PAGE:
The diagnosis you might want a mental health professional to rule out is pediatric bipolar disorder. In this disorder there are also repeated outbursts. In addition, there would be signs of grandiose thinking, frequent mood changes, risk taking behaviors, and impulsive decision-making. It does not sound like your daughter exhibits risk taking or impulsivity, and it is unclear whether she exhibits grandiosity (feeling she is the most important and best most all the time). From your description, she does have mood fluctuations, but this can occur with anger overload as well. It sounds like your daughter frequently gets highly emotionally aroused by frustration. Like you said, she has extreme reactions to so many frustrations and disappointments, and can't seem to dial it down. This fits with anger overload: these children get overheated, and we think there is a biological underpinning--the frontal cortex is not able to control the arousal of the emotional parts of the brain, mostly the amygdala.
But with development and practice, there can be improvement. The strategies in my parents' manual are intended to help that development along. It will take time and practice, but your daughter can learn to have better self control when angry. Part of the manual describes strategies you and your wife would use to help avoid tantrums. Early detection here is critical. You enumerate a number of situations when your daughter loses it. You would want to anticipate these and try to find ways around them. For example, getting dressed sounds like a frustrating time. I would recommend being present, if possible, during these times, and be ready to assist or divert her if she starts to get frustrated. Because of her low frustration tolerance, you may need to assist with tasks that you might otherwise leave a 7 yr. old to do on her own. The same for cleaning up her room. Be around to help; maybe making it a joint activity will remove some of the frustration for now.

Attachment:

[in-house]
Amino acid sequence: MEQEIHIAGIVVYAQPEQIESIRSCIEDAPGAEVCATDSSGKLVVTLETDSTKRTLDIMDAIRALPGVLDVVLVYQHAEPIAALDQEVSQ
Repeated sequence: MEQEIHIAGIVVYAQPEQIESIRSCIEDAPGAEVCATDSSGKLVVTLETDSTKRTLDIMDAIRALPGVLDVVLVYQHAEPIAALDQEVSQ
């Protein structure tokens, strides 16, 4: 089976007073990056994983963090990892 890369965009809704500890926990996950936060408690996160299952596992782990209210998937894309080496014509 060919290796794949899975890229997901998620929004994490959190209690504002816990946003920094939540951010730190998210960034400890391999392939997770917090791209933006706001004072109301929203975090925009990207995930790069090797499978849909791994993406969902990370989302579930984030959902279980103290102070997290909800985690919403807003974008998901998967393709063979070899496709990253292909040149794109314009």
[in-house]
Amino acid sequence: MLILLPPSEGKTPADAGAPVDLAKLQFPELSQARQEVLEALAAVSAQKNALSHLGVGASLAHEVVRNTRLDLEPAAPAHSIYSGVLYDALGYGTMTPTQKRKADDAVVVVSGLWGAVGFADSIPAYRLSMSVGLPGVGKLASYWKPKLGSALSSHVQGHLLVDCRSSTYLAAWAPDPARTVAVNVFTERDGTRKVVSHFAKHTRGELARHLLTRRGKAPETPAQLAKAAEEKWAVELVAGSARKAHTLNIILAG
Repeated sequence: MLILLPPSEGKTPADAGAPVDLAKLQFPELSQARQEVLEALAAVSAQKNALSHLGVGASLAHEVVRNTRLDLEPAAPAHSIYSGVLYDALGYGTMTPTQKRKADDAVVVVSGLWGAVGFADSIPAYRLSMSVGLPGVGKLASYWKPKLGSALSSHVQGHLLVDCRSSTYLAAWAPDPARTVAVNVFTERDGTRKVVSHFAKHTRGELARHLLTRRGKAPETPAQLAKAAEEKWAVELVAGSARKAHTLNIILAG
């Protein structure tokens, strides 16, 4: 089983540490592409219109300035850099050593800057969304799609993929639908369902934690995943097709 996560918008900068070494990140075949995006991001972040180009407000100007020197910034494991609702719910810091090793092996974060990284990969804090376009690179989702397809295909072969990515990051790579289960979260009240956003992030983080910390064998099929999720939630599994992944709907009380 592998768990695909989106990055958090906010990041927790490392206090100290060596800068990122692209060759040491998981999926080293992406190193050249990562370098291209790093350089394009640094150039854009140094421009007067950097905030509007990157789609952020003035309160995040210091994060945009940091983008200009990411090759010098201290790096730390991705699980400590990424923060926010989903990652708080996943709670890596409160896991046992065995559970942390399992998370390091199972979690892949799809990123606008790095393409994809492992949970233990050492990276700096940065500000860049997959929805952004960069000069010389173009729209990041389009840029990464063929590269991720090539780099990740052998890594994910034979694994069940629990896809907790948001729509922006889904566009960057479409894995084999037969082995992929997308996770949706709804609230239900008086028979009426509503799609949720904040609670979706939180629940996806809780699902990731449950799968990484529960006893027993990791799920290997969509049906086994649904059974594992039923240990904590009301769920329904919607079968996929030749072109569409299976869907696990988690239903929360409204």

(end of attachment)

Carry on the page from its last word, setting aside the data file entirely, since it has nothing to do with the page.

For meal times and television, I would suggest trying to have a regular schedule as much as possible, and cue her with five or ten minutes to go that the next "activity" is about to start. Try to arrange the schedule so that something fun comes after something she does not like. Then there are natural incentives to follow the schedule. If she does not cooperate, try not to engage her in a discussion at that point, but make sure the next activity does not start until she completes the one before it. Talk as little as possible if she is in the overload phase.
In the second half of the manual, I explain strategies to try to engage your child in the process of learning self-control. A first step is to assign a neutral word to each of three levels of anger: low, medium, and overload. I often use colors with kids: blue for low, orange for medium, and red for real hot. Once you arrive at the words to use together, you or your daughter could use the colors to point out when someone in the family was getting upset, preferably at the early stages. Once this system is in place, you would tie diversions or relaxation exercises to the lower levels of anger. The idea is to teach your child how to self-soothe. This is a long process, admittedly, but it is worth the time and effort. If children learn to self-soothe, it will make it so much easier for them to deal with the frustrations of everyday life!
All the best, Dr. Dave Gottlieb